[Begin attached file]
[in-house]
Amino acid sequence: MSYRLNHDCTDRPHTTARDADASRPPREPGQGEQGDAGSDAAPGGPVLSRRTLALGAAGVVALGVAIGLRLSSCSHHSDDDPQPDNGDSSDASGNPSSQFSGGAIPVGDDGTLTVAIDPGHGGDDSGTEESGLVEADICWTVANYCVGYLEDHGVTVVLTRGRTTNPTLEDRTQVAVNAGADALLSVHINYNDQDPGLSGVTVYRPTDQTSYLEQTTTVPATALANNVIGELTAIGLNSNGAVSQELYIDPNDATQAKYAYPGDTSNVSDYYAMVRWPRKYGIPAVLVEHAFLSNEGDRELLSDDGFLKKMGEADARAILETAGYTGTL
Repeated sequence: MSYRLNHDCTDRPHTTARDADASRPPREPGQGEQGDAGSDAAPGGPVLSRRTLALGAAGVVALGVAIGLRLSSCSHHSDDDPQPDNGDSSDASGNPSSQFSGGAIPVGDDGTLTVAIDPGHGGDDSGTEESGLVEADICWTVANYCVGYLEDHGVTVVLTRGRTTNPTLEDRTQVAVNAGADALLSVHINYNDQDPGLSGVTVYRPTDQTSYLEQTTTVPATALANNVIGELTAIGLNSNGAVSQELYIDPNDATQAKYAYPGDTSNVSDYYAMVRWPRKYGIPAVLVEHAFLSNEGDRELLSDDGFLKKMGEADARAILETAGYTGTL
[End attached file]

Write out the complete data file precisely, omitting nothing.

[in-house]
Amino acid sequence: MSYRLNHDCTDRPHTTARDADASRPPREPGQGEQGDAGSDAAPGGPVLSRRTLALGAAGVVALGVAIGLRLSSCSHHSDDDPQPDNGDSSDASGNPSSQFSGGAIPVGDDGTLTVAIDPGHGGDDSGTEESGLVEADICWTVANYCVGYLEDHGVTVVLTRGRTTNPTLEDRTQVAVNAGADALLSVHINYNDQDPGLSGVTVYRPTDQTSYLEQTTTVPATALANNVIGELTAIGLNSNGAVSQELYIDPNDATQAKYAYPGDTSNVSDYYAMVRWPRKYGIPAVLVEHAFLSNEGDRELLSDDGFLKKMGEADARAILETAGYTGTL
Repeated sequence: MSYRLNHDCTDRPHTTARDADASRPPREPGQGEQGDAGSDAAPGGPVLSRRTLALGAAGVVALGVAIGLRLSSCSHHSDDDPQPDNGDSSDASGNPSSQFSGGAIPVGDDGTLTVAIDPGHGGDDSGTEESGLVEADICWTVANYCVGYLEDHGVTVVLTRGRTTNPTLEDRTQVAVNAGADALLSVHINYNDQDPGLSGVTVYRPTDQTSYLEQTTTVPATALANNVIGELTAIGLNSNGAVSQELYIDPNDATQAKYAYPGDTSNVSDYYAMVRWPRKYGIPAVLVEHAFLSNEGDRELLSDDGFLKKMGEADARAILETAGYTGTL